A few thoughts while we wait for baseball’s offseason game of musical chairs to begin in earnest after the announcements later today/tonight regarding which free agents were offered arbitration by their current teams.
For the Braves, it’s a given that Mike Gonzalez will be offered arbitration, since teams are expected to be lined up with multi-year offers for the lefty reliever and strikeout matchine, and the Braves wouldn’t mind paying him a projected $5-6 mill-or-more arbitration salary if he did accept their offer (which he won’t, not with Scott Boras as his agent and with the potential security of multi-year offers).
What about fellow closer Rafael Soriano and Adam LaRoche? It also seems almost certain the Braves will offer to LaRoche, again because it’s not risky – he seems likely to get at least one or two multi-year offers, and if Braves ended up paying him an $8-9 mill arb salary, that really wouldn’t be a bad thing.
As for Soriano, I’ve gone from thinking it’s perhaps a 50-50 proposition to thinking it’s likely the Braves will offer him arbitration, too, given what I’ve heard from agents and seeing where Soriano is generally ranked among available relievers (he and Gonzo are in most top three’s, along with Billy Wagner).
As you know, Soriano and Gonzalez are Type A free agents, meaning the Braves would get a first-round pick and supplemental-round pick if they offer arb and they sign elsewhere (provided the team that signs them isn’t picking in the top 15 of the draft, in which case it’d be a second-round pick instead of a first).
LaRoche is a Type B, so it’ll be only a supplemental-round pick as compensation if they offer him arb and he signs elsewhere. Garret Anderson is the Braves’ other ranked free agent (a Type B), and he won’t be offered arbitration for obvious reasons (the Braves want to upgrade at that position and aren’t going to risk being stuck with Anderson and paying him more than they paid him in 2009).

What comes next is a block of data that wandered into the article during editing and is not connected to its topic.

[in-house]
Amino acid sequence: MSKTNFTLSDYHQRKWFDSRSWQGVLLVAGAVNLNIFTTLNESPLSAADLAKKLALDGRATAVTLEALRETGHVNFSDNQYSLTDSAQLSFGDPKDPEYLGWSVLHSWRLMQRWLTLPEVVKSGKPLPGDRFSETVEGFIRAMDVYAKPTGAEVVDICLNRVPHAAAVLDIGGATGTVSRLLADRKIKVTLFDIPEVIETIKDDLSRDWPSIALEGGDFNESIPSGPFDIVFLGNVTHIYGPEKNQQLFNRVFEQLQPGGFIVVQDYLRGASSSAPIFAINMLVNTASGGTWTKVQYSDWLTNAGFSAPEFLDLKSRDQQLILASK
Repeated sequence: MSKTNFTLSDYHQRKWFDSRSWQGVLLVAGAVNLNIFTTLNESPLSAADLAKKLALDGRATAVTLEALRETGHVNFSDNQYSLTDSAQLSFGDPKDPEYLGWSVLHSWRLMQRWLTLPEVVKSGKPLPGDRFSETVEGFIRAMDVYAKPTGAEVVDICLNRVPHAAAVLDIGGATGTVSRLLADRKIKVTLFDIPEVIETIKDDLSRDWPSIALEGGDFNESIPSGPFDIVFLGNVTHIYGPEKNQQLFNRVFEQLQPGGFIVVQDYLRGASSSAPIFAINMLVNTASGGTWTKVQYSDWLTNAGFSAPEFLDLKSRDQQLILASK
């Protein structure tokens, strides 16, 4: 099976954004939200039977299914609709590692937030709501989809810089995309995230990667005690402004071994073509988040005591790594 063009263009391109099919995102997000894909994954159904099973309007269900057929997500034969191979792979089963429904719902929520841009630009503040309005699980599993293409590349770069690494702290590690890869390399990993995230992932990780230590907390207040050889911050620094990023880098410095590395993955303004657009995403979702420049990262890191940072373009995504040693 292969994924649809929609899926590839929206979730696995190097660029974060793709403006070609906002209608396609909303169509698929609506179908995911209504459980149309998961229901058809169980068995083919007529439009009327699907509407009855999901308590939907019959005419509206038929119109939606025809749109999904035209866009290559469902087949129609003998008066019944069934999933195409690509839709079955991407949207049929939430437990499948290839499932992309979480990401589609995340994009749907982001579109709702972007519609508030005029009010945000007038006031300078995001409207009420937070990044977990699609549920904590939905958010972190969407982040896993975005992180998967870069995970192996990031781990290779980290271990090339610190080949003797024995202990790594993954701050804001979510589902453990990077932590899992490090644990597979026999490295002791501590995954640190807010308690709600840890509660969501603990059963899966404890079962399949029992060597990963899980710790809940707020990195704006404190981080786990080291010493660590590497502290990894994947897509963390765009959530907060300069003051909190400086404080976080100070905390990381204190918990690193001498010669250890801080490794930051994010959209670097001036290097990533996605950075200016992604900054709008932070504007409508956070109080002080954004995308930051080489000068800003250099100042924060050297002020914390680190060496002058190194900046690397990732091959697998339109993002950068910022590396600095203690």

So we’ll wait for the official announcement, which hopefully will come near the close of Braves office hours instead of late tonight (midnight is the deadline).
(Addendum: Braves made the announcements earlier than expected, and there was one mild surprise: LaRoche not offered arbitration. Gonzalez and Soriano were offered arb.)
And then, after teams find out who’s been offered arbitration and who was declined offers, the free-agent derby gets underway. If there was any chance at all that a player was not going to be offered arbitration, then it made no sense for teams to sign another team’s free agent before today’s deadline.
But after those questions are answered, then it’s on. Things figure to pick up speed the rest of this week leading into next week’s Winter Meetings, which run Monday through Thursday in lovely Indianapolis.
It’s during those meetings when the ol’ hot stove gets stoked and baseball’s unique form of offseason wheeling and dealing really starts cooking, with rampant rumors and a few actual deals taking place before everyone heads back home to continue burning up the cellphone batteries and Ethernet lines.
You might have heard: The Braves have a pitching surplus and would like to move one of their starting pitchers, preferably Derek Lowe and the three years and $45 million remaining on his contract. And they want to add a proven hitter with some power, preferably right-handed. And Mike Cameron would like to play in Atlanta, and the Braves have some interest in the veteran center fielder.
No, you haven’t heard any of that? Well, in that case, welcome back from your long seclusion in that mountain hideaway. And get ready, because baseball’s silly season is about to get cranked up.
(By the way, think for a moment about an outfield of Cameron, Nate McLouth and Jason Heyward after Heyward arrives next season. In one year, the Braves would have gone from one of the least-athletic outfields in the NL to one of the most athletic.)